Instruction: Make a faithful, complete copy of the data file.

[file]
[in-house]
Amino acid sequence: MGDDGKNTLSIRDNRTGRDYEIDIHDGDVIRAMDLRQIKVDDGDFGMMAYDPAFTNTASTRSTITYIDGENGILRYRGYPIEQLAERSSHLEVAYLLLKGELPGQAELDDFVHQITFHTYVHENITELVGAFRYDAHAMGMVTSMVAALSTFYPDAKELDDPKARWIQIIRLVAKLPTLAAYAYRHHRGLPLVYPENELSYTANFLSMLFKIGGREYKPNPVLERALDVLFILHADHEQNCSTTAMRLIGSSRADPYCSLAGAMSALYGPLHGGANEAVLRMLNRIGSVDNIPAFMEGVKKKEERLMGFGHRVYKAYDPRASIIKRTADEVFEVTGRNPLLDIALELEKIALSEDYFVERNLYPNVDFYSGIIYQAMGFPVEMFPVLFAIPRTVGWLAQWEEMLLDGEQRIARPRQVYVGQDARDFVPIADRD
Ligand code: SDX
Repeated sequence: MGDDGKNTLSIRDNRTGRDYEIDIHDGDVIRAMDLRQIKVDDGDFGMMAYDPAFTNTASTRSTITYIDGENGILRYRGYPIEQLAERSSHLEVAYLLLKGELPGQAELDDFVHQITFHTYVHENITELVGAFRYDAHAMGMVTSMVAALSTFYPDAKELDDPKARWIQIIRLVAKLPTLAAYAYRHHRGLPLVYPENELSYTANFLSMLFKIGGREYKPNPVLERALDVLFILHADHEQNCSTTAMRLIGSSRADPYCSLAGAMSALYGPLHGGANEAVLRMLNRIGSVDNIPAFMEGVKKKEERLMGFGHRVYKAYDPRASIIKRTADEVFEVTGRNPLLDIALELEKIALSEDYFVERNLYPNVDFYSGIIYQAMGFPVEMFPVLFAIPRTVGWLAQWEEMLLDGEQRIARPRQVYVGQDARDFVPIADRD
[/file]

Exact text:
[in-house]
Amino acid sequence: MGDDGKNTLSIRDNRTGRDYEIDIHDGDVIRAMDLRQIKVDDGDFGMMAYDPAFTNTASTRSTITYIDGENGILRYRGYPIEQLAERSSHLEVAYLLLKGELPGQAELDDFVHQITFHTYVHENITELVGAFRYDAHAMGMVTSMVAALSTFYPDAKELDDPKARWIQIIRLVAKLPTLAAYAYRHHRGLPLVYPENELSYTANFLSMLFKIGGREYKPNPVLERALDVLFILHADHEQNCSTTAMRLIGSSRADPYCSLAGAMSALYGPLHGGANEAVLRMLNRIGSVDNIPAFMEGVKKKEERLMGFGHRVYKAYDPRASIIKRTADEVFEVTGRNPLLDIALELEKIALSEDYFVERNLYPNVDFYSGIIYQAMGFPVEMFPVLFAIPRTVGWLAQWEEMLLDGEQRIARPRQVYVGQDARDFVPIADRD
Ligand code: SDX
Repeated sequence: MGDDGKNTLSIRDNRTGRDYEIDIHDGDVIRAMDLRQIKVDDGDFGMMAYDPAFTNTASTRSTITYIDGENGILRYRGYPIEQLAERSSHLEVAYLLLKGELPGQAELDDFVHQITFHTYVHENITELVGAFRYDAHAMGMVTSMVAALSTFYPDAKELDDPKARWIQIIRLVAKLPTLAAYAYRHHRGLPLVYPENELSYTANFLSMLFKIGGREYKPNPVLERALDVLFILHADHEQNCSTTAMRLIGSSRADPYCSLAGAMSALYGPLHGGANEAVLRMLNRIGSVDNIPAFMEGVKKKEERLMGFGHRVYKAYDPRASIIKRTADEVFEVTGRNPLLDIALELEKIALSEDYFVERNLYPNVDFYSGIIYQAMGFPVEMFPVLFAIPRTVGWLAQWEEMLLDGEQRIARPRQVYVGQDARDFVPIADRD